Announcer:Actually, something really cool causes all these changes. [illustration points to the girl’s head] You see, it all starts here in a tiny little gland located under the front of your brain called the pituitary gland. As you begin puberty, usually between the ages of 8 and 13 for girls, your pituitary gland sends a signal to your ovaries to begin making a hormone called estrogen. The estrogen made by your ovaries during puberty travels throughout your entire body and causes all the changes we just discussed.

[switch to boy illustration] Boys go through this process too, but the hormone in charge of their body changes is called testosterone. As boys begin puberty, the pituitary gland sends a signal to their testicles to begin making testosterone, which causes their bodies to grow and develop, too.

Now whether you’re a boy or a girl, these changes don’t happen overnight. Actually, they happen slowly over time. [Tanner female stages of development illustrations] If you’re a girl starting puberty, you’ll start growing pubic hair in your pubic area, under your arms and you’ll grow more hair on your legs. Your body shape will become softer and curvier, your hips will get wider and your breasts will get fuller. These changes mean you’re becoming a woman—and it all leads up to you being physically able to have a baby someday. But remember: a baby is a big responsibility and you’re probably not ready for that yet.

Austin: So that’s what happens to girls. But what’s gonna happen to me?

Announcer:Great question, Austin. During puberty, you’re going to get taller, bigger and stronger. And, just like girls, your skin and hair may become oily, and you may get pimples. Plus you may sweat more and develop body odor. [Tanner male stages of development illustrations] Here’s what else you can expect: your penis and testicles will start to get bigger and longer, and you’ll begin producing sperm, which is the male reproductive cell. Your testicles will start hanging lower and you’ll begin to grow pubic hair at the base of your penis. You’ll also grow hair in a few other new places, like on your face, under your arms, on your legs and sometimes on your chest. Your body shape will fill out to be more like a grown man. Your chest and shoulders will become broader. Your muscles will become more developed. You’ll grow taller and may gain weight. Your voice may also start to “crack” as it becomes deeper.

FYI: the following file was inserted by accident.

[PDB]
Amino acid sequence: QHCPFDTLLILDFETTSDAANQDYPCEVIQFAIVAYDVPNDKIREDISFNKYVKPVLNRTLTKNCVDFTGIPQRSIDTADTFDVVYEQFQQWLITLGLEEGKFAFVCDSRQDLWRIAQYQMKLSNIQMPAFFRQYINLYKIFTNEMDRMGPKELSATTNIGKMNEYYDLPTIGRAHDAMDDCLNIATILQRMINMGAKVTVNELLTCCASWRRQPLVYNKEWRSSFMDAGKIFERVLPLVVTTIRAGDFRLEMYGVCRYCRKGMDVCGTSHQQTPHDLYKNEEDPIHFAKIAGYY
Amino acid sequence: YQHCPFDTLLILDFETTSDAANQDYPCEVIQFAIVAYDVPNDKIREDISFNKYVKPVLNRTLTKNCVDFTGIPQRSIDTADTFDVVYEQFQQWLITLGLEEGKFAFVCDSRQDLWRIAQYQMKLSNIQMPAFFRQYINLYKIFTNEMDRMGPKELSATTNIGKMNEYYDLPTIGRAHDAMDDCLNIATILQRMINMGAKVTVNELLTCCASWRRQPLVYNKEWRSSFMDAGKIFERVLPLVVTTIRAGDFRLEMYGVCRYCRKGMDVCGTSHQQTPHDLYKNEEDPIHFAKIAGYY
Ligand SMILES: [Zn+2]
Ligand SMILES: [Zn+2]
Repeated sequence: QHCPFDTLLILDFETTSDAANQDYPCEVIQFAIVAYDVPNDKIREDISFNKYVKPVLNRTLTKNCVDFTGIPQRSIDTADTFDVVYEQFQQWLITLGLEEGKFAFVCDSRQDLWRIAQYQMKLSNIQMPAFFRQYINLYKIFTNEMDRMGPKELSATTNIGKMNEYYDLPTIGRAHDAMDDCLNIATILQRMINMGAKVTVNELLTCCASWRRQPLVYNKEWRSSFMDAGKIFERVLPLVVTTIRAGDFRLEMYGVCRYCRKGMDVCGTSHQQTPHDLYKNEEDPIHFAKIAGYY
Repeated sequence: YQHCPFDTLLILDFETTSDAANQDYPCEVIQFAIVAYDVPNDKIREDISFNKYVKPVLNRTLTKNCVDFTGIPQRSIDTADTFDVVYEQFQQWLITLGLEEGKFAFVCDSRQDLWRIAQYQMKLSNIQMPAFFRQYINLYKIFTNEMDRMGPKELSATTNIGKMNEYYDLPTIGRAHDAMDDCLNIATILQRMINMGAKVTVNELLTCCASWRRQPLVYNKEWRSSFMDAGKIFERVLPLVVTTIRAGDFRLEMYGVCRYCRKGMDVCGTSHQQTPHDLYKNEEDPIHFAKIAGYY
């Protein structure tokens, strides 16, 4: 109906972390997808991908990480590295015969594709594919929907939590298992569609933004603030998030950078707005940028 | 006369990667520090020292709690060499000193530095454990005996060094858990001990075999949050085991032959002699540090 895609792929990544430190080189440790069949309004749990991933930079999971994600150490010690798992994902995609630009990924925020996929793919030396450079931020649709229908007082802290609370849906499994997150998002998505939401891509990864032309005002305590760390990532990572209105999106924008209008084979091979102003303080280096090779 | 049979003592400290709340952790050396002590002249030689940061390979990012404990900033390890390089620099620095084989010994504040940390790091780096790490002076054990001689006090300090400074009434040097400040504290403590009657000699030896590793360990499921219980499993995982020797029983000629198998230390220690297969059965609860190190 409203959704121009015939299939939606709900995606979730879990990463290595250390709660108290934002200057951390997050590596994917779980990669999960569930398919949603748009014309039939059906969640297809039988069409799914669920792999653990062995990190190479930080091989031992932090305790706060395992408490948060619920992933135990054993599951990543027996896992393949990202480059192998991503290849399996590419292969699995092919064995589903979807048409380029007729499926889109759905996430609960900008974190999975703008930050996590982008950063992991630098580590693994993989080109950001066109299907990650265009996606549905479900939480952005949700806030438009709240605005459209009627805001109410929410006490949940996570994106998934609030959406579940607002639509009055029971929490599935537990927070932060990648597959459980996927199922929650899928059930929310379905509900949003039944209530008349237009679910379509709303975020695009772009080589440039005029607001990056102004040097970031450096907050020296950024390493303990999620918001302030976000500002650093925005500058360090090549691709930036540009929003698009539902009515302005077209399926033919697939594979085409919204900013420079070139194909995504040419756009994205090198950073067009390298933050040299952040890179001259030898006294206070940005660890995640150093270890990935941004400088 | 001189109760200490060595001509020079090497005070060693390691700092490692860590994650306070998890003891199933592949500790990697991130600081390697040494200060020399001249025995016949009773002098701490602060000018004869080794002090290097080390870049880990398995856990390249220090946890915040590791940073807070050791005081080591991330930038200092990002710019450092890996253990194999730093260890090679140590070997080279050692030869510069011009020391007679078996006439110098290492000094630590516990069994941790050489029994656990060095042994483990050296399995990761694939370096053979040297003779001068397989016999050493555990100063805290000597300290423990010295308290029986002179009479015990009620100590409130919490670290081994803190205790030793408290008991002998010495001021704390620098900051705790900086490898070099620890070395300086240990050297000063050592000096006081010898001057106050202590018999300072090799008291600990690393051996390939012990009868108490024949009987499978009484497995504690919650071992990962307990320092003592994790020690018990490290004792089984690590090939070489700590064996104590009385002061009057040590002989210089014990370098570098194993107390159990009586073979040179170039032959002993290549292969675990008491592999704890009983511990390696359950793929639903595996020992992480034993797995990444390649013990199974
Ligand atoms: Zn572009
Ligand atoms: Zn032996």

All these changes mean you’re becoming a man—which leads up to you being physically able to father children someday.

Xavier: This all seems pretty weird. Does every boy go through puberty? Like, even my dad?

Announcer: Yes. Almost every boy in the world goes through puberty, Xavier. It’s 100% normal and nothing to be ashamed of. And, yes, your dad went through it, too. And so did your uncle and grandpa. So, if you have any questions or need advice, don’t be shy about asking; they can be a big help.

Conner: Okay, so when does all this start?

Announcer: Puberty for boys usually starts between the ages of 10 and 17, and lasts for a few years. Everyone is different though, Conner, and it doesn’t matter when you start—your body will decide when the time is right.